How Was It? I’m not going to lie, this movie wasn’t even on my radar a month ago, but it didn’t take long for the hype to build and make me think there might be something special here. I thought Marriage Story was absolutely fantastic. It’s a tight little story about a family going through the divorce process as the adults try to pursue their careers on opposite coasts while playing tug-a-war with their only child. I could really feel the authenticity in everything that was happening – from the recollection of happier times to the disbelief that someone you used to love more than anything in the world could suddenly become your worst nightmare, the film rang true and will probably feel familiar to anyone that has been through a difficult breakup. I didn’t think there was a phony moment in this movie. Also, while it’s a tearjerker that will pull at your heart strings, it also made me laugh more than most of the comedies I’ve seen this year.

Adam Driver and Scarlett Johansson give absolutely sensational performances. I was blown away by both of them and there were multiple scenes throughout the film where I was enthralled by their acting. They are already both nominated for Golden Globes and both are locks for Oscar noms also, with Scarlett looking like the favorite to win right now to me. Laura Dern is also great in this movie as Scarlett’s divorce attorney. I’ve always thought of her as the actress from Jurassic Park but after her work here and in Big Little Lies on HBO the last few years, it’s pretty clear she’s become an elite actress. She has a Globe nom for this movie also and is certainly drawing live at an Oscar nom as well.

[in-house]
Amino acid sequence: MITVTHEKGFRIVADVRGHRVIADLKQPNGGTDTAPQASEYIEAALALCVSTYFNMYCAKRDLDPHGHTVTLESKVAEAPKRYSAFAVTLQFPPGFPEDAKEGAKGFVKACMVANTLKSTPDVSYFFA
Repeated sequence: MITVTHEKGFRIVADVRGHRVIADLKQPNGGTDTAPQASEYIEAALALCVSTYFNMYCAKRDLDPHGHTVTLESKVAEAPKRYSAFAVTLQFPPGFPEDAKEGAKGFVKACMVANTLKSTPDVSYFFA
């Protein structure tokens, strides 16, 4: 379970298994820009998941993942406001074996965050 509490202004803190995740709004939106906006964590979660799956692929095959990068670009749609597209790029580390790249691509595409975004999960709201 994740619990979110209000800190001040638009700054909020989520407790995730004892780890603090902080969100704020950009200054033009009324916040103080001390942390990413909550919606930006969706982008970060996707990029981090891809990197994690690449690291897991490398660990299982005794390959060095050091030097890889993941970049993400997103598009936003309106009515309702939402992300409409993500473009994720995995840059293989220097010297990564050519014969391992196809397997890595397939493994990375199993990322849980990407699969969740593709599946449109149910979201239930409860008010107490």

Marriage Story is definitely a difficult and sad movie. I watched it while my wife was sleeping next to me and I was so moved by the film that I gave her a long hug of appreciation for what we have while thinking about how happy and grateful I am to have her in my life. Marriage Story is a good reminder to not take things for granted and to not autopilot your way through life, work, and your relationships. I’m not a highly emotional person and usually movies that have an affect on me just make my eyes water up a little bit, but this one actually made me spill tears.

Marriage Story is an absolute must see movie with some knockout performances. It’s currently among my top 3 movies of the year and definitely has a chance to win the Best Picture Oscar. Check it out on Netflix streaming right now.

Replay Value: Not really the kind of movie that people will want to watch repeatedly, but I think I will enjoy it again before Oscar season.

Sequel Potential: None.

Oscar Potential: Definitely. The film got six Globe noms in all and all three nominated actors will probably get Oscar nods as well. I’ll say a Best Picture nom is a lock and the movie should have a shot at writing, directing, and score noms.

8/10 (Must See)